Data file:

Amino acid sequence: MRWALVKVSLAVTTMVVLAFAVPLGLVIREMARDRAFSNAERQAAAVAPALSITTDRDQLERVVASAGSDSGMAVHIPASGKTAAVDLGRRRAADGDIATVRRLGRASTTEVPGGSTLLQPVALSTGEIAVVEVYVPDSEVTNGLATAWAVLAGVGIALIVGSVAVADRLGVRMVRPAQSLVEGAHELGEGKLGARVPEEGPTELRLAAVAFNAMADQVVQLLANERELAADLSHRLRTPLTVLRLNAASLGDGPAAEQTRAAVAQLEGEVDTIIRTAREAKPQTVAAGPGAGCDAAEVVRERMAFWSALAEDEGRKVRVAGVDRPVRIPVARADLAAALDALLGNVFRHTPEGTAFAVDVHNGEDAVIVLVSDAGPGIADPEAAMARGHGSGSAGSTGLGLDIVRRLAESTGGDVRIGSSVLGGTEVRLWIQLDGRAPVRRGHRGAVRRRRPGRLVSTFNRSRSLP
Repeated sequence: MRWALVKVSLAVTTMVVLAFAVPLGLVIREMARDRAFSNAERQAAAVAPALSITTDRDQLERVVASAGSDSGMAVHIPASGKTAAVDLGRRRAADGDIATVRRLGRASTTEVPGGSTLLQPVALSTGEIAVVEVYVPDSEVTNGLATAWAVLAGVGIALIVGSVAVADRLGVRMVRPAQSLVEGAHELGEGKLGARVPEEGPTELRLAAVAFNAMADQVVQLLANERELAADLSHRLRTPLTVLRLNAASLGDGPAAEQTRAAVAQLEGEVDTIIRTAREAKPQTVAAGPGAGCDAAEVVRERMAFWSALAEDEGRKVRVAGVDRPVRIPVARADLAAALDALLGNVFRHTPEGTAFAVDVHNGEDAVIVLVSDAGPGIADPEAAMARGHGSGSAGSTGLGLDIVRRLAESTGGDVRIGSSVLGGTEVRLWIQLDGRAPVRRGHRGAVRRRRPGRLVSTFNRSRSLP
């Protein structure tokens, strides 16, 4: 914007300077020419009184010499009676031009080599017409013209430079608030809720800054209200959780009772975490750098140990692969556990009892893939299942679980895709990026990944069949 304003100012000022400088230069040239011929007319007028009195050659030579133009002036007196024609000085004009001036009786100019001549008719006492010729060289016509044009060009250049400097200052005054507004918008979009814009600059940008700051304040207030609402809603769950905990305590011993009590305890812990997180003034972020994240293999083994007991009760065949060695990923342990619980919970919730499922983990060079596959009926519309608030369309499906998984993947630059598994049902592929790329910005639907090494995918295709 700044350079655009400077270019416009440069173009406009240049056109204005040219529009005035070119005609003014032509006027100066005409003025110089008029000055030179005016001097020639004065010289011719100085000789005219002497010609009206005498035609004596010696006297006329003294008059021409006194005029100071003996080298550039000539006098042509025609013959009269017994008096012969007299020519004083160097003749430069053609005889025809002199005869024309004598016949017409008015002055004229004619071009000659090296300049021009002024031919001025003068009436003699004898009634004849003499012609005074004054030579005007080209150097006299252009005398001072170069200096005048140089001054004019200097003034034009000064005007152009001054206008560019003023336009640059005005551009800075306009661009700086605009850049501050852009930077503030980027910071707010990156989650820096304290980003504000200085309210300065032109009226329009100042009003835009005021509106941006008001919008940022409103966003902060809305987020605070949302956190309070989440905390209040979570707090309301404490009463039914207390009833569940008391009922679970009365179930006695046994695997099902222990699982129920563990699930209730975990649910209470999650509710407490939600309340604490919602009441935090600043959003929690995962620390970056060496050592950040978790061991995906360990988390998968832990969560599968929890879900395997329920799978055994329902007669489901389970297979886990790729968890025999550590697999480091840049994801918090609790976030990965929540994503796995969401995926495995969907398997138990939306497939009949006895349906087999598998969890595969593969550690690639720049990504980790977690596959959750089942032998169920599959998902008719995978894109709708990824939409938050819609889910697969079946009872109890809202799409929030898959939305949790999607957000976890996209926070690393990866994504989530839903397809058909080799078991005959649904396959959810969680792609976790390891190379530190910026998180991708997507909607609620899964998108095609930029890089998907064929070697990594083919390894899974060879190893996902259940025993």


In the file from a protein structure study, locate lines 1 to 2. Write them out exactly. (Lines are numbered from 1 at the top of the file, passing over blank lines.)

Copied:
Amino acid sequence: MRWALVKVSLAVTTMVVLAFAVPLGLVIREMARDRAFSNAERQAAAVAPALSITTDRDQLERVVASAGSDSGMAVHIPASGKTAAVDLGRRRAADGDIATVRRLGRASTTEVPGGSTLLQPVALSTGEIAVVEVYVPDSEVTNGLATAWAVLAGVGIALIVGSVAVADRLGVRMVRPAQSLVEGAHELGEGKLGARVPEEGPTELRLAAVAFNAMADQVVQLLANERELAADLSHRLRTPLTVLRLNAASLGDGPAAEQTRAAVAQLEGEVDTIIRTAREAKPQTVAAGPGAGCDAAEVVRERMAFWSALAEDEGRKVRVAGVDRPVRIPVARADLAAALDALLGNVFRHTPEGTAFAVDVHNGEDAVIVLVSDAGPGIADPEAAMARGHGSGSAGSTGLGLDIVRRLAESTGGDVRIGSSVLGGTEVRLWIQLDGRAPVRRGHRGAVRRRRPGRLVSTFNRSRSLP
Repeated sequence: MRWALVKVSLAVTTMVVLAFAVPLGLVIREMARDRAFSNAERQAAAVAPALSITTDRDQLERVVASAGSDSGMAVHIPASGKTAAVDLGRRRAADGDIATVRRLGRASTTEVPGGSTLLQPVALSTGEIAVVEVYVPDSEVTNGLATAWAVLAGVGIALIVGSVAVADRLGVRMVRPAQSLVEGAHELGEGKLGARVPEEGPTELRLAAVAFNAMADQVVQLLANERELAADLSHRLRTPLTVLRLNAASLGDGPAAEQTRAAVAQLEGEVDTIIRTAREAKPQTVAAGPGAGCDAAEVVRERMAFWSALAEDEGRKVRVAGVDRPVRIPVARADLAAALDALLGNVFRHTPEGTAFAVDVHNGEDAVIVLVSDAGPGIADPEAAMARGHGSGSAGSTGLGLDIVRRLAESTGGDVRIGSSVLGGTEVRLWIQLDGRAPVRRGHRGAVRRRRPGRLVSTFNRSRSLP